NEW HAMPTON, Mo. — A homeschooling couple has agreed to accept a settlement offer from a Missouri sheriff and his deputy after they filed a lawsuit for being pepper sprayed and tasered for refusing to let police in their house without a warrant.
As previously reported, the situation occurred in September 2011 after a Missouri Child Protective Services (CPS) agent had visited the home of Jason and Laura Hagan of New Hampton following a complaint of a messy home. When the caseworker sought to return a second time for a follow-up, the couple refused. CPS then called the police.
According to the Home School Legal Defense Association (HSLDA), Sheriff Darren White and Chief Sheriff’s Deputy David Glidden then arrived at the home, seeking to enter. Mr. Hagan told the men that they needed to obtain a warrant from a court.
When Glidden stated that he would enter anyway, Hagan turned to go back in the house, and was consequently pepper sprayed in the back of his head, and then in his face. Mrs. Hagan was then sprayed as well.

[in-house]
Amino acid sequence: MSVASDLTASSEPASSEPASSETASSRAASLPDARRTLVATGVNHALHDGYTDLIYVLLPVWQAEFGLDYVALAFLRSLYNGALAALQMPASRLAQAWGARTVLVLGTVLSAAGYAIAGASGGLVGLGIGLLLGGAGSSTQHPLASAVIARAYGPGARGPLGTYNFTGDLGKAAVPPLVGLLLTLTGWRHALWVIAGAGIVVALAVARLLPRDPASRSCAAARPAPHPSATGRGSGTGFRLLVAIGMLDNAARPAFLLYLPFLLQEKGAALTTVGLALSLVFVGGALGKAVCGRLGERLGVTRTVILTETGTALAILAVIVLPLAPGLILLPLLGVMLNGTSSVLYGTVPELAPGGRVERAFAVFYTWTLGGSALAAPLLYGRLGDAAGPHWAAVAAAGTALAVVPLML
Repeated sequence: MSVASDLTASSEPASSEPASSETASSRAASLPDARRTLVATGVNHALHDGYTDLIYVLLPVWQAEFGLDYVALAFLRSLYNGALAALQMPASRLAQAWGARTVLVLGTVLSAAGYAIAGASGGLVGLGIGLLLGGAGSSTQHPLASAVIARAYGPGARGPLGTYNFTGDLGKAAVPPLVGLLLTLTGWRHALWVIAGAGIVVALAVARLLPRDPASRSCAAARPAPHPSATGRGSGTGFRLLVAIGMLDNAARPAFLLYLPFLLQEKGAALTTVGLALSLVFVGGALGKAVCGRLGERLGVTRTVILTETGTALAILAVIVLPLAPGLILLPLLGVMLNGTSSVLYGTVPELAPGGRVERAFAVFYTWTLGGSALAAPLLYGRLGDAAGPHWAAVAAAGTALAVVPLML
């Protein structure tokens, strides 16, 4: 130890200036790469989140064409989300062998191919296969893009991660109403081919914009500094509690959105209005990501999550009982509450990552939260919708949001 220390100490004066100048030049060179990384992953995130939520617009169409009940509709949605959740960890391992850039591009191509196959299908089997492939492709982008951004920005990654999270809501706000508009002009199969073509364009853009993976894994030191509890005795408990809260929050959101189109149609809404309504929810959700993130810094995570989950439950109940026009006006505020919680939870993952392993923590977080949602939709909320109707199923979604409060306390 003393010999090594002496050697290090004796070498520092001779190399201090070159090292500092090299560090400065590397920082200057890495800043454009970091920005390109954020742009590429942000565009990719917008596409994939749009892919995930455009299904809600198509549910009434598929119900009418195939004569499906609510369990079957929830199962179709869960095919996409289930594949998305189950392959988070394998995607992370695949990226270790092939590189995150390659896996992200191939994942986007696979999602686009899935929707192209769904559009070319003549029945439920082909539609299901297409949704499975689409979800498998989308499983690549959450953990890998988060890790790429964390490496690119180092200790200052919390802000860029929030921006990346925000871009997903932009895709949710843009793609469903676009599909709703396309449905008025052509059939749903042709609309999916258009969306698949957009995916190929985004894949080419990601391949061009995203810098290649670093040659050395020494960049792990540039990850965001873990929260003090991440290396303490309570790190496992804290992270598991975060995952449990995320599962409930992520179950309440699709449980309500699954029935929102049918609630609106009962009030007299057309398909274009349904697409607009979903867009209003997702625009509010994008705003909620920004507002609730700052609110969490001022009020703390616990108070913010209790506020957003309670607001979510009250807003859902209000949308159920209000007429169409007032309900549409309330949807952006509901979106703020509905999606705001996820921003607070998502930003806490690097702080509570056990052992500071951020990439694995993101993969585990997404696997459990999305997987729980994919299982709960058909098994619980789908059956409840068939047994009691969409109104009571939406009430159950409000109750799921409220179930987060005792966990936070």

As Mr. Hagan was still standing after the ordeal, he was then tasered, which caused him to fall to the floor just inside of the door. Mrs. Hagan then closed the door on the deputy.
But at this point, White joined Glidden on the porch, and together they busted open the Hagan’s door, forcing their way inside. They found both Mr. and Mrs. Hagan lying on the floor and began pepper spraying them again. They also sprayed a “chemical agent” on the dog and threatened that they would shoot if he did not stop barking at them.
The Hagans were then handcuffed and charged with child endangerment and resisting arrest, and the children were taken to the hospital for exposure to the pepper spray used by the sheriff and his deputy on their parents. The children at the time were ages 13, 10 and 8.
As the Hagans were then forced to appear in court to answer for the charges, a judge instead found that Glidden and White had violated the couple’s Fourth Amendment rights by forcing entry into their home without a warrant.
“All too often, law enforcement officers and child-welfare workers act as if the Fourth Amendment does not apply to CPS investigations. They are wrong,” said HSLDA Senior Counsel James Mason. “The Fourth Amendment is a legal shield that protects people from exactly the kind of mistreatment the Hagans endured.”
Therefore, as the criminal matter was dismissed against the Hagans, HSLDA filed a federal civil rights lawsuit last November against White and Glidden to seek retribution for the ordeal. While the organization provided few details this week in its update on the matter, it announced that a settlement has now been reached.
“After protracted negotiations, both the officers and the Hagans have agreed to settle the case out of court,” HSLDA reported. “With the case closed, the Hagans will be able to turn the page on this chapter of their lives.”